Superman never made any money for saving the world from Solomon Grundy

Friday, November 5, 2010

The World's First Superheroes

Sometime ago, I ran across this title in a stack of 39-cent comics at the Goodwill:

Even though the shininess of the foil-embossing doesn't show well in the scan, you can almost feel the waves of pure nineties-ness radiating from this cover, drowning the poor, staid Scholastic logo under crashing waves of total awesomeness. The book does not disappoint.

Published in 1996, Hercules: The Strong Man is the first issue in a series of tales under the title Myth-Men: Guardians of the Legend, which presented stories of heroes and heroines of Greco-Roman myth. This inaugural edition gives a one-paragraph introduction to Hercules, takes four pages to summarize three of the twelve labors, and then spends the rest of the book telling of the theft of the three golden apples of the Hesperides. (SPOILER ALERT) The tale ends with the moral that Hercules was smart as well as strong.

All of this is told in lavish full-painted pages in a format somewhere between illustrated story (an awful lot of narrative weight is carried by text) and comics (there are word balloons that convey essential information).

While the form is pretty typical for "educational" comics, is the sensibility that is most striking: the ancient world of myth is depicted in that mishmash faux-medieval/quasi-classical/fantasy mode that was popularized by Xena: Warrior Princess, Dungeons and Dragons, and most versions of Lord of the Rings. Myth-Men is part Classics Illustrated comic and part Arnold Schwarzenegger movie, wrapped up in pretty paper that's only slightly homoerotic.

I'll leave it another time to deconstruct the whole story; what's more interesting to me right now is that there was a whole series of these. Although I haven't been able to track down any more issues, the back of the book promises even more mythic badassery and shiny, shiny outfits:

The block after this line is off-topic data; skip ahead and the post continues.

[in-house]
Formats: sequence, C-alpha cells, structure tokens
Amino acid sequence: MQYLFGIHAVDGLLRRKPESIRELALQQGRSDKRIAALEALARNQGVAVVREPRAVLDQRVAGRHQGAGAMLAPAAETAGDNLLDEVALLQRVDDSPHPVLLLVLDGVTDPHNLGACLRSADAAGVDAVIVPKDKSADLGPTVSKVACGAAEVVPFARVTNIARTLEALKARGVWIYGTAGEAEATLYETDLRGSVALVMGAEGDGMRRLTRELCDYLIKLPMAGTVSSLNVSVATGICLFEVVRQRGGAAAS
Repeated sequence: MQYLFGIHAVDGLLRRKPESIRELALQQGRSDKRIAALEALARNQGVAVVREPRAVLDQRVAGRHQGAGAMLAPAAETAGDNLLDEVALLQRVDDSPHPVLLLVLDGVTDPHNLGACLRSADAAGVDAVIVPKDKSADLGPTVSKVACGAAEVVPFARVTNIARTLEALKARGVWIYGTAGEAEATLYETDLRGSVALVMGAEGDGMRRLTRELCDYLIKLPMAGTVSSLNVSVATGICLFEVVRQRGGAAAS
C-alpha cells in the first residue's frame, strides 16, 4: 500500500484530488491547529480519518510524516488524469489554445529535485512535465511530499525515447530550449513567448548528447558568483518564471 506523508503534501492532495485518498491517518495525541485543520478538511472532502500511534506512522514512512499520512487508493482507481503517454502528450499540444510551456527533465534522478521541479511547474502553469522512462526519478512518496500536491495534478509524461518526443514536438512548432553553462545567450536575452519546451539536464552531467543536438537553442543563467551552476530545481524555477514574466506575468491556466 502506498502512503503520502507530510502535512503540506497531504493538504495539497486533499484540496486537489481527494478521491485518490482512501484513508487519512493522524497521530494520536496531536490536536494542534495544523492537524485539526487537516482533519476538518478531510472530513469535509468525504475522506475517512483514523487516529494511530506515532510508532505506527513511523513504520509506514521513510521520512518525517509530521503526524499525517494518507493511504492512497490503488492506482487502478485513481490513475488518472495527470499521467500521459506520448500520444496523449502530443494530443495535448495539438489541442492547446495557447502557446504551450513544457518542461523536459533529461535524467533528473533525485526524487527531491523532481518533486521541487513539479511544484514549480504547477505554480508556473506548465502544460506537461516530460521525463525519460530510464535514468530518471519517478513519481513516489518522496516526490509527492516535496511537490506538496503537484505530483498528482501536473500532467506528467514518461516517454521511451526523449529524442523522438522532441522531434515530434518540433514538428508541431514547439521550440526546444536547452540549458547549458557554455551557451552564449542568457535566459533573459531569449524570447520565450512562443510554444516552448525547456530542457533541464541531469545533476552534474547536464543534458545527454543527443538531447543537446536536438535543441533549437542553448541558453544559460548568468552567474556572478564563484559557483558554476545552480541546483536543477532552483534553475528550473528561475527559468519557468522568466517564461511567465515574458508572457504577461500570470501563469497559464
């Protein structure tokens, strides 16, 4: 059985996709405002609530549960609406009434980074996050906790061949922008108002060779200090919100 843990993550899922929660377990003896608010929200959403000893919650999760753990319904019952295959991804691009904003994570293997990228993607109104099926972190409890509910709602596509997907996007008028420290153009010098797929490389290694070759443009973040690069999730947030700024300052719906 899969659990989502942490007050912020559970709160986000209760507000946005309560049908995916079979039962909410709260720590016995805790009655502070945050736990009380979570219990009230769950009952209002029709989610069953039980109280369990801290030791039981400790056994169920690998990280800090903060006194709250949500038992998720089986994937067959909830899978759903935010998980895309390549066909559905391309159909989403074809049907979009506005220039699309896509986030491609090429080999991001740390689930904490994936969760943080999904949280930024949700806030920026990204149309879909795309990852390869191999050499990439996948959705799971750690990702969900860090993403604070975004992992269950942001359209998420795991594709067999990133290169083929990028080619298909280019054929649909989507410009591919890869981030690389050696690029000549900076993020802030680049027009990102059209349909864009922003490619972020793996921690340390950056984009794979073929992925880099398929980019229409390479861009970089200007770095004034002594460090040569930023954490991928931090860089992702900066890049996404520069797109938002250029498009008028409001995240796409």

Now let's zoom in a little bit for a quiz - or perhaps more properly a survey, since I'm not 100% sure of the answers myself.

Can you recognize these heroic men and women after their makeovers? We know the big blond guy is Hercules, and numbers 2 and 3 look pretty much of the period, if not terribly distinctive. But who's number 1, the dark-skinned woman warrior on the left? Is silver-carapaced number 4 wielding a Klingon bat'leth? And is that Scarlett from GI Joe at position 5?

Tell me what you think. No Google-cheating - just think back to your Bullfinch's Mythology, put on The Macarena, and take your best shot. Just list 1 through 5 and the names.

(Here's a hint: Issue #2 was subtitled The Soldier King.)

2 comments:

Richard Bensam said...

Unfortunately I gave into temptation and looked up the answers. But I can tell you the only one I guessed correctly was number 5.

Also, at risk of stating the thuddingly obvious, the proximate inspiration and reference point for this series looks to be Kevin Sorbo's Hercules rather than its spinoff Xena. The distinction here being that the predecessor at least started out trying to ground itself in authentic mythological references, even if the titular hero owed more to the Lee-Kirby Thor than to any historical source. It was highly popular at that moment, and the designs here suggest the editors were hoping to lure some viewers their way...

Walaka said...

The Xena series followed the Hercules series by less than a year, so I have always treated that Raimiverse as much of a muchness, and in my crowd at least, Xena was much more popular.

But yeah, I should have mentioned that series, at a minimum. We'll fix that up before the book goes to press.